case ACI_EVT_CONNECTED:
      Serial.println(F("Connected!"));
      break;
    case ACI_EVT_DISCONNECTED:
      Serial.println(F("Disconnected or advertising timed out"));
      break;
    default:
      break;
  }
}
void rxCallback(uint8_t *buffer, uint8_t len)
{
  int i;
  String m;
  Serial.print(m);
  Serial.print(F("Received "));
  Serial.print(len);
  Serial.print(F(" bytes: "));
  for(i=0; i<len; i++){
   char n = buffer[i];
   m += String(n);
  }
  Serial.print("M's Value: \n");
  Serial.print(m);
  checkFunctions(m);
}
int checkFunctions(String m){
  Serial.print("\nNo more Chars, now checking Functions\n");
  Serial.print(m);
  if(m == "clear"){
    display.clearDisplay();
    display.display();
  }
  else if(m == "readytime"){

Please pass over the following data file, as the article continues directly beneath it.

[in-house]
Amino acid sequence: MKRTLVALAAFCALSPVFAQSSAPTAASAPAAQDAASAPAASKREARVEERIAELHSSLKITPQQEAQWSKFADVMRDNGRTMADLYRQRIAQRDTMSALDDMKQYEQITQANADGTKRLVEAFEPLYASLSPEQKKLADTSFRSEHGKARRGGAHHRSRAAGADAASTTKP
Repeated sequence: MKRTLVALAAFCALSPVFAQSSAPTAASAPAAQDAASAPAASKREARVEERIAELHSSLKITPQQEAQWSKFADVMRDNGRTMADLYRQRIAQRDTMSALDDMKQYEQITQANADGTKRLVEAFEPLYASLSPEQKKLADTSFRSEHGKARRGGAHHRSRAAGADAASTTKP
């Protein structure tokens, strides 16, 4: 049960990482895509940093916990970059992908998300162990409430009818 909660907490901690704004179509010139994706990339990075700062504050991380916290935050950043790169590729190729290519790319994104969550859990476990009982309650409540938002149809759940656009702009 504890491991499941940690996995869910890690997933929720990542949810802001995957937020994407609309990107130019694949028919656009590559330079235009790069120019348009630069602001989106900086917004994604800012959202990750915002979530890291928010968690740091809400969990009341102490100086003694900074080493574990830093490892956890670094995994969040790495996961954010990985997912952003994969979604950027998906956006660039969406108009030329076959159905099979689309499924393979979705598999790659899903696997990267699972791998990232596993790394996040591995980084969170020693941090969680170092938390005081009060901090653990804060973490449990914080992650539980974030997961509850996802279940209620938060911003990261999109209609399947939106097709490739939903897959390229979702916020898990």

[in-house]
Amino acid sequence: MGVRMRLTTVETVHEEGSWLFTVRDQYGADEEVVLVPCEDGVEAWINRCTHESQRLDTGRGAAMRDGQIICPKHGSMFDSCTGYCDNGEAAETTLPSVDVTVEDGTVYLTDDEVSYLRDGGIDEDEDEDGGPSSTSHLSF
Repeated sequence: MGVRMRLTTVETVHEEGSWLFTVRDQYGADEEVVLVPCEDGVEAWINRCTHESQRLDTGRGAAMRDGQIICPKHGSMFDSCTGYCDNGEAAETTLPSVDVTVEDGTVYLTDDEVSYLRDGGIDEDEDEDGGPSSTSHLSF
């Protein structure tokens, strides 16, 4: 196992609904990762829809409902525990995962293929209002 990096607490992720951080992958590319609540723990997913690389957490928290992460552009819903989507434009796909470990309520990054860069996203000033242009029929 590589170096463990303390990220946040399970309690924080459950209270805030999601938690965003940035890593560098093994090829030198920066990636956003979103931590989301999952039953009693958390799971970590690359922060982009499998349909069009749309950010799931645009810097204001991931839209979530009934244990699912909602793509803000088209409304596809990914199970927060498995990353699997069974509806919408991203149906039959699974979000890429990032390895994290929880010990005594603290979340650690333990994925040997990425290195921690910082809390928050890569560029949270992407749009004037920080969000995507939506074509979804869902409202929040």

Serial.print("\nSetting Time\n");
  }
  else if(m == "clock"){
    Serial.println(F("\nWe are going to draw a Clock"));
    display.display();
    delay(2000);
    display.clearDisplay();
  }
  else if (m == "clock"){
      drawClock();
  }
}

void drawClock(){
 display.setCursor(37,0);
 display.println("12");
 display.setCursor(40,41);
 display.println("6");
 display.setCursor(79,21);
 display.println("3");
 display.setCursor(0,21);
 display.println("9");
 display.fillCircle(display.width()/2, display.height()/2, 2, BLACK);
}

m has local scope in rxCallback

to access it in other functions, you must declare it globally instead.

void rxCallback(uint8_t *buffer, uint8_t len)
{
  int i;
  String m;
  Serial.print(m);

I see 2 variables called “m”.
This:

  String m;

inside the function void rxCallback(uint8_t *buffer, uint8_t len).

And this: